Evaluation of SRT candidates for six Mucopolysaccharidoses

The Sanfilippo Children’s Foundation and Cure Sanfilippo Foundation have awarded funds to Professor Andreas Schulze at The Hospital for Sick Children in Toronto. Prof. Schulze will continue his work on the development of substrate reduction therapy drugs for Sanfilippo and other similar conditions.

Sanfilippo Syndrome involves the accumulation of heparan sulphate (HS) in the body, resulting in progressive mental and physical deterioration. One therapeutic approach involves substrate reduction therapy (SRT), which aims to reduce the initial production of HS. As a result, there is less build-up over time, helping to slow disease progression and reduce symptoms.

In 2016, Prof. Andreas Schulze was awarded a translational grant co-funded by the Sanfilippo Children’s Foundation and Cure Sanfilippo Foundation (USA). For that project, Prof. Schulze performed high-throughput screening to identify potential SRT drugs for Sanfilippo and other MPS disorders involving HS accumulation. By screening over 7,100,000 compounds using computer modelling and 4,302 compounds in cells, Prof. Schulze and his team found nine potential drug candidates to further characterise, which will be the subject of this new project. 

Their SRT approach involves inhibiting the enzyme NDST, which plays an important role in the production of HS. Five of the candidates that will be evaluated in this study can prevent the enzyme from being produced, and the other four stop the produced NDST enzyme from working correctly. By targeting NDST, it may be possible to reduce HS production and improve symptoms.

To build upon their previous work, the research team will continue to evaluate the SRT potential of the nine candidates, in order to select the top compounds for future preclinical animal studies. The five compounds that prevent NDST production will be tested in new cell lines, including Sanfilippo types A, B and C cells, and a neuronal-like cell model. For the four that target the NDST enzyme directly, their exact mechanism of action will be investigated. Finally, all nine compounds will be studied in Sanfilippo types A, B and C skin cells, to determine their effectiveness in reducing HS production.

“We are very grateful for the continued funding collaboration with Cure Sanfilippo Foundation for this project,” said Megan Donnell, Founder of the Sanfilippo Children’s Foundation. “As supporters of this project since its inception, we are excited by how far it has come and to be able to support this next phase of the research, bringing it another step closer to clinical application.”

Project Update 

Professor Andreas Schulze and his team have completed their Translational extension grant awarded in 2020 from the Sanfilippo Children’s Foundation and Cure Sanfilippo Foundation. In this project, the team evaluated substrate reduction drug candidates originally identified in their 2016 translational grant also co-funded by the Foundations.

The team used two approaches to target NDST1, one of the enzymes that helps to make heparan sulfate, the molecule that builds up to toxic levels in Sanfilippo syndrome. One approach uses drugs that work by blocking the activity of NDST1 (class II inhibitor). The other approach aims to reduce the production of the NDST1 enzyme in the first place (class I inhibitor).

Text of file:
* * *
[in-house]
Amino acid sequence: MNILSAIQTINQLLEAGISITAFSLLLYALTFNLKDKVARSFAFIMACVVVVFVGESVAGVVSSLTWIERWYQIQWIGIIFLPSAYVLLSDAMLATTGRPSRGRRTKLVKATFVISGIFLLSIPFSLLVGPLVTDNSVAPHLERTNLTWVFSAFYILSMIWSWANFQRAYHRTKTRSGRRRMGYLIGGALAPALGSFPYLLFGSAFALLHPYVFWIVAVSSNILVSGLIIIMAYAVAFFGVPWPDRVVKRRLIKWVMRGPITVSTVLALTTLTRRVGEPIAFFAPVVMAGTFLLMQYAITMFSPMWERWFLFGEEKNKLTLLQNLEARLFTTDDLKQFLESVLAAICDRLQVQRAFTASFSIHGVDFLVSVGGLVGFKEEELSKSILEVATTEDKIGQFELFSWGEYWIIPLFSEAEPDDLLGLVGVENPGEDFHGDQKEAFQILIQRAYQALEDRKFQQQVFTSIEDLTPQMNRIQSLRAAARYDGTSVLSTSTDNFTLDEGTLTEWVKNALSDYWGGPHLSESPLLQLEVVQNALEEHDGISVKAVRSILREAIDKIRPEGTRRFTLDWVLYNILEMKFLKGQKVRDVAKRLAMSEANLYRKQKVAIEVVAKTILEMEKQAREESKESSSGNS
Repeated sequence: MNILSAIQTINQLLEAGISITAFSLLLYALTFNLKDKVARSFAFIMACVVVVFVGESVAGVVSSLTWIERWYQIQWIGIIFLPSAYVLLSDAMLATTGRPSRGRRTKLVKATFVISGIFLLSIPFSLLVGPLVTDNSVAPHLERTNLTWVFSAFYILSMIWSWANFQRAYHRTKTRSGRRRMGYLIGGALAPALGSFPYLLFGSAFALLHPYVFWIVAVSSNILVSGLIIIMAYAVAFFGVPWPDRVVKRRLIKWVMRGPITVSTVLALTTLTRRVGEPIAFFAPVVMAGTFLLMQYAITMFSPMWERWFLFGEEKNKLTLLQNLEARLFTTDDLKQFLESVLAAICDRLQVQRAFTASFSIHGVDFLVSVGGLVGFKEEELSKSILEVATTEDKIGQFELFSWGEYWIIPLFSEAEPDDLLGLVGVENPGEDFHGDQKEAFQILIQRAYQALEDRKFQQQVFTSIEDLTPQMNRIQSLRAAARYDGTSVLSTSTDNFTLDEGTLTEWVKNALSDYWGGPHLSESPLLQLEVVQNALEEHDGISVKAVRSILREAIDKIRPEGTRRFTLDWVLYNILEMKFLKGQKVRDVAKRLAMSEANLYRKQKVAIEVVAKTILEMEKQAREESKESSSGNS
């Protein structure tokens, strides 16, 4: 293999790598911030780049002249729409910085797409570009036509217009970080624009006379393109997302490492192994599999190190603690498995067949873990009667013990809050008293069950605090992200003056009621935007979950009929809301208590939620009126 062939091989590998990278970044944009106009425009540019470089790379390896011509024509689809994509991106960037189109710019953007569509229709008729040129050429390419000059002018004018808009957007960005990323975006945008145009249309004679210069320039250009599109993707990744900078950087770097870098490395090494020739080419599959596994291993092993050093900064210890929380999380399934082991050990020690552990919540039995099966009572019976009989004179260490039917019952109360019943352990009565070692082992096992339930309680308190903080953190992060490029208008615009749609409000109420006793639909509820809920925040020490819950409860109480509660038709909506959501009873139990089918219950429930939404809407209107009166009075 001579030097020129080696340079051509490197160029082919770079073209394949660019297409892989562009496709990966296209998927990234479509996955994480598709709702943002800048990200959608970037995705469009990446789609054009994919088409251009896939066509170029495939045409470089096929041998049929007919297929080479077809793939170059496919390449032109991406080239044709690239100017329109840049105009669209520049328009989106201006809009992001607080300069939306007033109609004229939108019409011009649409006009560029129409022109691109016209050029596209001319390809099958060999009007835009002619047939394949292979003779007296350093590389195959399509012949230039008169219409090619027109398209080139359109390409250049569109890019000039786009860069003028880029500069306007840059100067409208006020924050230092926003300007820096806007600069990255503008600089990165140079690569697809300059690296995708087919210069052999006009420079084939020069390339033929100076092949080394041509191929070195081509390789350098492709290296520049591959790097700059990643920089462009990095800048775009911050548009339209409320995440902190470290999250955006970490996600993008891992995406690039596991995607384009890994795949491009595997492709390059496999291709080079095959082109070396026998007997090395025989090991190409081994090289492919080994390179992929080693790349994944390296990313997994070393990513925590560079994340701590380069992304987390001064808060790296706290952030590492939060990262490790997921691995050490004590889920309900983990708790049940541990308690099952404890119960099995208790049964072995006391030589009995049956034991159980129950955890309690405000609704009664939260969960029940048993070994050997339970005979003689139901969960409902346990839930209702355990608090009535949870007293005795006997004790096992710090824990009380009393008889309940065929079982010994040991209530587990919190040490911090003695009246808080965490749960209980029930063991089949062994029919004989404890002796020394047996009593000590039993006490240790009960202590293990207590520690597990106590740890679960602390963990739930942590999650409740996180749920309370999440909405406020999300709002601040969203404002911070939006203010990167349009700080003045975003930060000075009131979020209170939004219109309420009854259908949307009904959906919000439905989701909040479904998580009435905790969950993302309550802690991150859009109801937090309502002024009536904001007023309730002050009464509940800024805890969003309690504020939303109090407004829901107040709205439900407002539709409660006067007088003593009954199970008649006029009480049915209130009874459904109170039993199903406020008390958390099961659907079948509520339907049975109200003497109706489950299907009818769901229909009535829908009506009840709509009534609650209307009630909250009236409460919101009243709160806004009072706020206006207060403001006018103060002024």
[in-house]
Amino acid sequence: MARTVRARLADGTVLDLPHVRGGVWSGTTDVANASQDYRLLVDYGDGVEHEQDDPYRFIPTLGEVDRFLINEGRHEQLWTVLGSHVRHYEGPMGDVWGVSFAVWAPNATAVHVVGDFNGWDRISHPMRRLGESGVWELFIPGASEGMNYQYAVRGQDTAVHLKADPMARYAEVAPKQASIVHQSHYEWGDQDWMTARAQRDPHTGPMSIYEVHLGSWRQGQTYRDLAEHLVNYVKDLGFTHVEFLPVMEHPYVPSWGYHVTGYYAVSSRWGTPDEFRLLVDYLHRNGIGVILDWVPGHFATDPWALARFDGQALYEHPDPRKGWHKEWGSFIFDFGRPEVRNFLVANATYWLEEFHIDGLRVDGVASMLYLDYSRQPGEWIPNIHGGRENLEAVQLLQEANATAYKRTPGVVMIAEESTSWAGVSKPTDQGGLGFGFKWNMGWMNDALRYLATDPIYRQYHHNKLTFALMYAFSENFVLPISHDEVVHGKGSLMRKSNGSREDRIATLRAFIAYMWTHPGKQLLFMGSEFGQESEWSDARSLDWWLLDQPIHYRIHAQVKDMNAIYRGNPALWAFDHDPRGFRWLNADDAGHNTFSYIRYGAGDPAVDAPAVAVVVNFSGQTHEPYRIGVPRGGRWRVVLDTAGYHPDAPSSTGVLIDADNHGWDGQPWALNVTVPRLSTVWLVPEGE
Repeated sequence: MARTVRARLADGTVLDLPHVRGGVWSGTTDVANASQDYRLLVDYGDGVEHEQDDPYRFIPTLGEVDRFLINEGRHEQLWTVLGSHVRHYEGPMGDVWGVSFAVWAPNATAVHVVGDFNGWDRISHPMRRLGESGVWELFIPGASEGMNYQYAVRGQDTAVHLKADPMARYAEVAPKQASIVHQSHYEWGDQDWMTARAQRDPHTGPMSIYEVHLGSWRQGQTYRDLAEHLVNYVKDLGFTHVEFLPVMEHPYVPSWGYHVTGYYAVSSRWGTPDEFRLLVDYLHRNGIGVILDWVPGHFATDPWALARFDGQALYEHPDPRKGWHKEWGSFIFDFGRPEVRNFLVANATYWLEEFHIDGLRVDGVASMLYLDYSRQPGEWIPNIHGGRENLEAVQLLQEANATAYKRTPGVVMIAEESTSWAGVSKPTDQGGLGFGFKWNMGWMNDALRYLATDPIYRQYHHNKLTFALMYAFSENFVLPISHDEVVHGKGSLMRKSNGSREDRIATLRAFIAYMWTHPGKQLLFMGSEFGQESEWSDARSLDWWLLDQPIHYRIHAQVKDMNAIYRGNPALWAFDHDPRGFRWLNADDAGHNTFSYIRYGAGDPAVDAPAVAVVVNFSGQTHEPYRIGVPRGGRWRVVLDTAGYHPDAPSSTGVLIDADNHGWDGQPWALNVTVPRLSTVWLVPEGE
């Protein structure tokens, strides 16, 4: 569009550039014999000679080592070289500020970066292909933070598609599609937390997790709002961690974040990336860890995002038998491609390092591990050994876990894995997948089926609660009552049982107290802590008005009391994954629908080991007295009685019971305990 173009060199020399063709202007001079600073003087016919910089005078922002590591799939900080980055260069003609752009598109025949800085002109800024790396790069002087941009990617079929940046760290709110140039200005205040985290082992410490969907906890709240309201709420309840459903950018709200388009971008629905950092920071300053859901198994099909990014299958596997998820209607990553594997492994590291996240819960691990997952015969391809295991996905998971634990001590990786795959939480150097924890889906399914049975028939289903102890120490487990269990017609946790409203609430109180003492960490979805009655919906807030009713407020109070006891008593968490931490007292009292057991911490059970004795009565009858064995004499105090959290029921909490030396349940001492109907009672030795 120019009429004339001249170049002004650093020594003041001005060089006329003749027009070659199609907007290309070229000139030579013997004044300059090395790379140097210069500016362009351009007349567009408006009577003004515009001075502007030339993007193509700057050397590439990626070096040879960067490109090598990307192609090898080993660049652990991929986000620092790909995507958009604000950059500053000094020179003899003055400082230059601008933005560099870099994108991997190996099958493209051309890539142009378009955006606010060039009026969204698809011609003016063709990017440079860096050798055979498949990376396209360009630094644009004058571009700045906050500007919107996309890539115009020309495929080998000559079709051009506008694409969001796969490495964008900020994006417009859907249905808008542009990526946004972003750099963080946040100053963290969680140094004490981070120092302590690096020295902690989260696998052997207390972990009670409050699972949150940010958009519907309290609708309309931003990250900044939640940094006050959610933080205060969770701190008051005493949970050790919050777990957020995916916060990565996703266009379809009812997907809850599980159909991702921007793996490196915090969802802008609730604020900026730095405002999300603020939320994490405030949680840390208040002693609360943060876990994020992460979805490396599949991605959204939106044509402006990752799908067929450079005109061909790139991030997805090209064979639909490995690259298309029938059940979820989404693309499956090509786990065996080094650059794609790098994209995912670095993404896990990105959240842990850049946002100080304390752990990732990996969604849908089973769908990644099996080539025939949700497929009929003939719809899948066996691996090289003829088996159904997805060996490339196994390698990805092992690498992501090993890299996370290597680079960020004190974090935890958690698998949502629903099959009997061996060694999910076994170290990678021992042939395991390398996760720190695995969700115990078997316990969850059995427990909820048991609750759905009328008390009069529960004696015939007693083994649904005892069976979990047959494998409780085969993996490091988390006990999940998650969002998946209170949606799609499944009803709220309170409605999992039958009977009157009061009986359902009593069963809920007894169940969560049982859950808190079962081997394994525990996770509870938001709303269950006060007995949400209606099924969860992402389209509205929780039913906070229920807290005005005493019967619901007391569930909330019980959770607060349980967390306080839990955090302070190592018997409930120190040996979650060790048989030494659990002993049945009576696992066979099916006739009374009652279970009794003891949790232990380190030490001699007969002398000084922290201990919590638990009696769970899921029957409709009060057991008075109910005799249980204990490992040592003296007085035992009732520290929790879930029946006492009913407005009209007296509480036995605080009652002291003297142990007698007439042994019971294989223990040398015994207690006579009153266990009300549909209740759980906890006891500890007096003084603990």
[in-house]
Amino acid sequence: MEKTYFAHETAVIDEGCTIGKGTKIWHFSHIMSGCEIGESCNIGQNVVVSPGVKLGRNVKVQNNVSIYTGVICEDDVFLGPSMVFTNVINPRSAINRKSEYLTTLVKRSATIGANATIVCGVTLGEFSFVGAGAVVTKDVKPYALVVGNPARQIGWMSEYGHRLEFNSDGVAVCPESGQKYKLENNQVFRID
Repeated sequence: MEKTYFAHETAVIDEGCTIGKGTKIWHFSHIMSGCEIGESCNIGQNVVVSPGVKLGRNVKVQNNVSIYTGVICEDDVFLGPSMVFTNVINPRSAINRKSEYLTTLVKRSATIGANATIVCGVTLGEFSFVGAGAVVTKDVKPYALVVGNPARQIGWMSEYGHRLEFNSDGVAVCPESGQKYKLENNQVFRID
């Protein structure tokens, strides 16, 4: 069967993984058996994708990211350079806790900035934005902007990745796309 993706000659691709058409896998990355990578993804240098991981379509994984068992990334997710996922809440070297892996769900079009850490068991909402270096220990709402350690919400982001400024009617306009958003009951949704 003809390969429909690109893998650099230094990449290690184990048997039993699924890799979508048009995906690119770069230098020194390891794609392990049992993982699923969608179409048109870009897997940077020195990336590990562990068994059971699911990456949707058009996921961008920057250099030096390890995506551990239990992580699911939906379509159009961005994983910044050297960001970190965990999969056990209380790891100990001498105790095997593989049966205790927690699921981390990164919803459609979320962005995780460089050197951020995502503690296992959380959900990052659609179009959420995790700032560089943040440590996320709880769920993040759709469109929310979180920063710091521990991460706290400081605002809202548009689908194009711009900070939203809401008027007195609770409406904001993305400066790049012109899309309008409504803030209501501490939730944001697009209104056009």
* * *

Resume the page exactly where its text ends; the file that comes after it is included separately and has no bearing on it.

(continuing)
The team used a combination of techniques to look at the activity of the NDST1 gene and protein in this project. This included developing a new test (assay) to assess how well class II candidates can inhibit the NDST1 enzyme. They have published the protocol for their new assay in the journal Glycobiology which will help other researchers working in the field.

Using this new assay and other experiments, they confirmed that one of the candidates can successfully inhibit NDST1 enzyme activity. Some further candidates will be tested alone and in combination to determine the best NDST1 inhibitors. 

Their initial tests on the class 1 drug candidates, unfortunately, suggested that they do not reduce heparan sulfate levels. Additional experiments will be performed to confirm the results.

Prof. Schulze and his team will complete further analysis on more of the drug candidates originally identified and some new candidates. Based on the final results, they will determine the top substrate reduction drug candidates and the next steps for translation towards the clinic. As the drugs help to reduce heparan sulfate production, they have potential application for Sanfilippo and other similar diseases, including Hunter and Hurler syndromes.

Professor Andreas Schulze is a biochemist and pediatrician with over 26 years of experience in the diagnosis and management of patients with inherited metabolic diseases. He is the head of Metabolic Genetics at The Hospital for Sick Children, and leads a laboratory at the hospital’s dedicated Research Institute.

Project Summary

  • Project title: Identify a novel class of substrate reduction therapy drugs for the mucopolysaccharidoses that inhibit N-deacetylase/N-sulfo-transferase (NDST)

  • Chief investigator: Prof. Andreas Schulze

  • Amount: $62,581, with Cure Sanfilippo Foundation contributing a further $62,581

  • Duration: 1 year 

  • Location: The Hospital for Sick Children, Toronto

  • Status: Complete

  • Start date: December 2020

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